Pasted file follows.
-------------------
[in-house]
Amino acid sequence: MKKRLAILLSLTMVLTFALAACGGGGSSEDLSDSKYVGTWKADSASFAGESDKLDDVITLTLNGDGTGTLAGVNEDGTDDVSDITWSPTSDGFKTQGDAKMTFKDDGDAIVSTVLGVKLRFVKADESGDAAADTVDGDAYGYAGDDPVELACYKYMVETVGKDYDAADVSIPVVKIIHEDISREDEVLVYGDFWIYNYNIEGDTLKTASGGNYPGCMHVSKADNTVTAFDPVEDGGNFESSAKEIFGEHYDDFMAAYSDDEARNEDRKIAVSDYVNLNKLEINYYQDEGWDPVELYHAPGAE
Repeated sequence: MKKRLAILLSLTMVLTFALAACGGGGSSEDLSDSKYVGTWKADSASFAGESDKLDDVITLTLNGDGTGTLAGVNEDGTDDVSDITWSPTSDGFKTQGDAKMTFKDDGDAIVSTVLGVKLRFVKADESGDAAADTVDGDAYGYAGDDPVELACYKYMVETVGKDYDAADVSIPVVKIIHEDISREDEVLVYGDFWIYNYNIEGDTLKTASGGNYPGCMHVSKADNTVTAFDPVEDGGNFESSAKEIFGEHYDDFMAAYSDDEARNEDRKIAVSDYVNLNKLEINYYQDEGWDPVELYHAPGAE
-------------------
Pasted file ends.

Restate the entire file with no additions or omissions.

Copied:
[in-house]
Amino acid sequence: MKKRLAILLSLTMVLTFALAACGGGGSSEDLSDSKYVGTWKADSASFAGESDKLDDVITLTLNGDGTGTLAGVNEDGTDDVSDITWSPTSDGFKTQGDAKMTFKDDGDAIVSTVLGVKLRFVKADESGDAAADTVDGDAYGYAGDDPVELACYKYMVETVGKDYDAADVSIPVVKIIHEDISREDEVLVYGDFWIYNYNIEGDTLKTASGGNYPGCMHVSKADNTVTAFDPVEDGGNFESSAKEIFGEHYDDFMAAYSDDEARNEDRKIAVSDYVNLNKLEINYYQDEGWDPVELYHAPGAE
Repeated sequence: MKKRLAILLSLTMVLTFALAACGGGGSSEDLSDSKYVGTWKADSASFAGESDKLDDVITLTLNGDGTGTLAGVNEDGTDDVSDITWSPTSDGFKTQGDAKMTFKDDGDAIVSTVLGVKLRFVKADESGDAAADTVDGDAYGYAGDDPVELACYKYMVETVGKDYDAADVSIPVVKIIHEDISREDEVLVYGDFWIYNYNIEGDTLKTASGGNYPGCMHVSKADNTVTAFDPVEDGGNFESSAKEIFGEHYDDFMAAYSDDEARNEDRKIAVSDYVNLNKLEINYYQDEGWDPVELYHAPGAE